As host to one of the worst coal-fired power plants on an environmental justice scale and some of the most damaging hurricanes to hit the US mainland, my home town of Gulfport and the entire state of Mississippi have a large stake in addressing climate-changing emissions and putting measures in place to deal with the impacts.
Unfortunately, Mississippi missed an opportunity to be hailed as a viable innovator in climate change and energy efficiency when the state government chose to certify the building of the Kemper County energy facility. Instead, the state allowed the Southern Company to burden its ratepayers with financing the use of lignite, yet another form of coal; astronomical cost overruns; mounting delays, rather than opting for renewable energy sources.
However, this issue is not localized to Gulfport. It affects the entire world. From Hurricane Katrina Super Storm Sandy, and tornadoes in the Midwest, extreme droughts in Texas and the rise in sea levels worldwide, the effects of climate change are becoming progressively more pronounced. At the forefront of this year's climate talks was the devastation that Super Typhoon Haiyan wreaked on the Philippines, just three days prior to the official opening day of the conference. The conference also focused on the proliferation of coal as the main source of energy for Poland and other nations, much to the detriment of the environment.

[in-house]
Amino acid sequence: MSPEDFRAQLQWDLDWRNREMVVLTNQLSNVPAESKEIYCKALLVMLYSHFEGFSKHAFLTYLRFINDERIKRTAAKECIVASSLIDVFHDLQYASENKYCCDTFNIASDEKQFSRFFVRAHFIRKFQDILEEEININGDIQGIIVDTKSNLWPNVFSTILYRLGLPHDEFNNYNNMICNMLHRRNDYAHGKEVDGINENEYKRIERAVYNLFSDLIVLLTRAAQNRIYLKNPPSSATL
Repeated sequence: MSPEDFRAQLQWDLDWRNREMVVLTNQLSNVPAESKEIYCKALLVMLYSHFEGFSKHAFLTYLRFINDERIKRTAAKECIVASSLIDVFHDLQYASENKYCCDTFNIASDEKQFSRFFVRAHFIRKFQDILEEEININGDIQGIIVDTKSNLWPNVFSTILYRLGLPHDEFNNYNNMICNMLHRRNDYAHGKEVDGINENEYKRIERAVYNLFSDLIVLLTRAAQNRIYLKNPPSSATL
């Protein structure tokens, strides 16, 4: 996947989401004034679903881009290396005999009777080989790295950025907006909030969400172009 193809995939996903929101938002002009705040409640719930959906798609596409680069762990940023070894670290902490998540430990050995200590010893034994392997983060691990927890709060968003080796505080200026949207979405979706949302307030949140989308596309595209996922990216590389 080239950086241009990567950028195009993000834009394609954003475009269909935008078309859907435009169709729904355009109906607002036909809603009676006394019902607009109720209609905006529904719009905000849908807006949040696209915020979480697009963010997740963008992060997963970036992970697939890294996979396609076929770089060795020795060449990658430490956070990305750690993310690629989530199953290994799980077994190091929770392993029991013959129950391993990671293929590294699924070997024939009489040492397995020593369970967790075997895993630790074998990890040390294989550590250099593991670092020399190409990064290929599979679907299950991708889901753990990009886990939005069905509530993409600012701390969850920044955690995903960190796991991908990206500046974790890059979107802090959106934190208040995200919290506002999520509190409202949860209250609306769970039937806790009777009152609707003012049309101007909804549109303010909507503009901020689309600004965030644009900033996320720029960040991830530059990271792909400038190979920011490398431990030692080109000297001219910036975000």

It is often simpler for some to attribute the pronounced shifts in weather patterns to acts of nature, rather than accepting the proven reality of man's contributions in manipulating nature's balance. And the fossil fuel industry capitalizes on this flawed logic, by using its considerable wealth lobbying to continue polluting with impunity. In fact, the World Coal Association and Poland's Economy Ministry organized their own conference during the last week of the UN climate change conference in Warsaw and promoted it as the "coal industry's event of the year", asserting that coal is essential to Poland's electricity generation.
We can no longer allow global governments' continued failure to act. The NAACP views climate change through a civil and human rights lens, recognizing how climate change and its drivers impact rights to health, livelihood, culture, safe habitats, and more.
And we are not alone in this fight. UN Climate Secretariat Christiana Figueres accepted an invitation to address the coal industry at their opening session and issued a stark warning to them to "close existing, inefficient plants.....or risk accelerating global warming to potentially catastrophic levels." This sentiment was echoed in the actions of the NAACP and many civil society groups, who, frustrated with the refusal of governments to make the necessary commitments on emissions reduction, clean energy development and funding for preparing communities to deal with the impacts of climate change, walked out of UN Climate Negotiations in Warsaw several days before the talks ended, vowing to shore up and return in 2014 to push hard for stronger targets.
We all have a responsibility to leave this world better than we found it. We should note that as long as the world maintains the dominance of coal as a power source, we will all be vulnerable to the escalating perils of climate change, like the annual catastrophic storms we must weather in Gulfport. God forbid that we should forsake our obligation at the expense of our posterity.